Recently, NTUC deputy secretary-general Chee Hong Tat shared the story of a Singaporean who had been asked by a HR practitioner during his interview what SAF was. This gives rise to the question if the job of HR practitioners in Singapore should be ringfenced for Singaporeans. Mr Chee pointed out that it would be imperative for hiring managers to understand Singapore and collective narratives of being Singaporean – such as serving National Service.
Three-pronged approach to protect our Singaporean core
In his Facebook post, Mr Chee also shared a simple three-pronged approach to help local workers:
1) Encourage companies to “think local” while we prepare to “go global”.
2) Invest even more in lifelong learning and skills upgrading of local workers.
3) Sharpen the incentives and recognition for good employers who build strong #Singaporean Core.
Encourage companies that go the extra mile in HR practices
Mr Chee said that more should be done to recognise companies with good HR practices, such as those working closely with unions.
Currently, there is a differentiation made for good employers versus those with poor HR practices. However, Mr Chee suggests that more can be done to recognise the companies such as giving them more favourable consideration for government tenders, projects and grants.
By recognising and giving good employers a competitive advantage, we are sending the message that it is important to “invest in building a strong Singaporean core and develop strong tripartite relations”.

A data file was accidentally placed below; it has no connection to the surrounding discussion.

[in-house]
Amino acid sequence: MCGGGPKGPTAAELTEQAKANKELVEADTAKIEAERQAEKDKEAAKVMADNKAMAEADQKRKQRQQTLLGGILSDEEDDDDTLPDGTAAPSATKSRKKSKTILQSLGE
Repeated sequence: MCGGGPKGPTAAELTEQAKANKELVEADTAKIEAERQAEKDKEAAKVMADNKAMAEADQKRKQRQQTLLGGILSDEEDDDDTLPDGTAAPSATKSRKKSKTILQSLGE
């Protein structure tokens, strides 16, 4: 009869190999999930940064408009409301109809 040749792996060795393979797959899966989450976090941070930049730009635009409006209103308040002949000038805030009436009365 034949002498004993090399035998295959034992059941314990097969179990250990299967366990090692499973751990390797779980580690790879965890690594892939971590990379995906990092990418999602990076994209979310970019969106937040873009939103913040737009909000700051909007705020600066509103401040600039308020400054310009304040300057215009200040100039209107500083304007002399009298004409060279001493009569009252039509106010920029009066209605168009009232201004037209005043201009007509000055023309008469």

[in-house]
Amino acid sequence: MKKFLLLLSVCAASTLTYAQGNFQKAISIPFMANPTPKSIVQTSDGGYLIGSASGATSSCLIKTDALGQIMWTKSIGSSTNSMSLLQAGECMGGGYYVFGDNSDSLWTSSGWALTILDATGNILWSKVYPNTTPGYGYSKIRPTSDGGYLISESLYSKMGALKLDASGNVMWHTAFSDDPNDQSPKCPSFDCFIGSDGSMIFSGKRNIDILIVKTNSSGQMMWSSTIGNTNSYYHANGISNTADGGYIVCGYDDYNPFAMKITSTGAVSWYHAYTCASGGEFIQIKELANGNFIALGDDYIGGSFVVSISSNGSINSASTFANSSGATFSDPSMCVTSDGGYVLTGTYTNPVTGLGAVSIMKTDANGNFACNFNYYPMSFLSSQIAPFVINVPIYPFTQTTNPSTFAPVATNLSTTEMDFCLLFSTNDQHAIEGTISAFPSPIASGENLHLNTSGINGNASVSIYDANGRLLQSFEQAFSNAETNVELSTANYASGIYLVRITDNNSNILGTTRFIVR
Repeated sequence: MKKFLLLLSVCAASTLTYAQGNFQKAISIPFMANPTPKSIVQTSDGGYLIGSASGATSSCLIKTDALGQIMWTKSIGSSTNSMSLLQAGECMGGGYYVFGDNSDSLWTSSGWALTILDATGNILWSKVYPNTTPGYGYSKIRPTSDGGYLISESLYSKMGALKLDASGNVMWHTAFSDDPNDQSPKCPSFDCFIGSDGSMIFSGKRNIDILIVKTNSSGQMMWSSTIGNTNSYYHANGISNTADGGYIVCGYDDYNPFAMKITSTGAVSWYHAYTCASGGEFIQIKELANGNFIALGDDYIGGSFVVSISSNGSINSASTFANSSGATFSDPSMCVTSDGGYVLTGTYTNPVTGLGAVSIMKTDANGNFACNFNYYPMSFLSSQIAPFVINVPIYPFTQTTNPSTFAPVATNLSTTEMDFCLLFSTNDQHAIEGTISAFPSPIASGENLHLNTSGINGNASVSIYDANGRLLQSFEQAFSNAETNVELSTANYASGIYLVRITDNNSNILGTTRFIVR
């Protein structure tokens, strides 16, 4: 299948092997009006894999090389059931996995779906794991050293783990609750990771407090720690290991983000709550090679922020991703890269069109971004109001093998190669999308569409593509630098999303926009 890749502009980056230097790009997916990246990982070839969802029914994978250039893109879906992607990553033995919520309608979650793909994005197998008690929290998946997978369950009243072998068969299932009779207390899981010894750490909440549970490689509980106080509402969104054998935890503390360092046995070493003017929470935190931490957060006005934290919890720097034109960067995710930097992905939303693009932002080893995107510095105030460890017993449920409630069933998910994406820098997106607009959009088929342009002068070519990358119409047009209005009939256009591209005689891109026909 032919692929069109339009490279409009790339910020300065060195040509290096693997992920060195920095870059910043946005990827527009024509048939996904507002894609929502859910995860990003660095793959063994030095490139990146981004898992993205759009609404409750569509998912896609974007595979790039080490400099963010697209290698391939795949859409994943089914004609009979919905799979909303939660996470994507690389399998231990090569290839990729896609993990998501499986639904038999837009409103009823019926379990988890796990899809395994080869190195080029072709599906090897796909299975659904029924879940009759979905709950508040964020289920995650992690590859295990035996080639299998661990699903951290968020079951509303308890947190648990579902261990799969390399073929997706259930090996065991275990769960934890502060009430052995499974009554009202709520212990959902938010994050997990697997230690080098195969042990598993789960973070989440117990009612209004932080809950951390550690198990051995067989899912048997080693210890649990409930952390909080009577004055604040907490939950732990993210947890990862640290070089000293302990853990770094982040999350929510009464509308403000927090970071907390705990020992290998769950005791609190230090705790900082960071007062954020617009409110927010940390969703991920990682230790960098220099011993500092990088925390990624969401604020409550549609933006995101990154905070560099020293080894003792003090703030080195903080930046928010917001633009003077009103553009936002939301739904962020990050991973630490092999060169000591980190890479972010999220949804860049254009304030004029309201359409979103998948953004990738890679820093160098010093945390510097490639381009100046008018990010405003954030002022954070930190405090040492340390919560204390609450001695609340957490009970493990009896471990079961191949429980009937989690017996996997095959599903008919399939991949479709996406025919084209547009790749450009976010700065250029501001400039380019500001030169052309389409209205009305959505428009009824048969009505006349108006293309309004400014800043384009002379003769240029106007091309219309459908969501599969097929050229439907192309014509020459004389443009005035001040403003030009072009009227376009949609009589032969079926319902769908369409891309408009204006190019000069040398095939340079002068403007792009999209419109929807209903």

What else can be done
Companies can look towards equipping all their HR practitioners with local domain knowledge. This helps them better understand local workers during the hiring process. This would help them understand the “Singapore experience” and the skills that Singaporean workers may have acquired through those experiences.
In addition, ringfencing of HR jobs could be considered for locals to deter the unfair hiring of foreigners. We’ve all heard stories of how some foreign HR practitioners take the chance to “hire their own kind”. Some even “bring their entire village over” after they land a job in Singapore! This is not fair to Singaporeans and companies with a high proportion of foreigners should be placed on a watchlist.
This sentiment has also been echoed by Labour MP Patrick Tay in Parliament multiple times. He has called for the protection of the Singaporean core through having greater penalties on errant companies.
Editing is my work.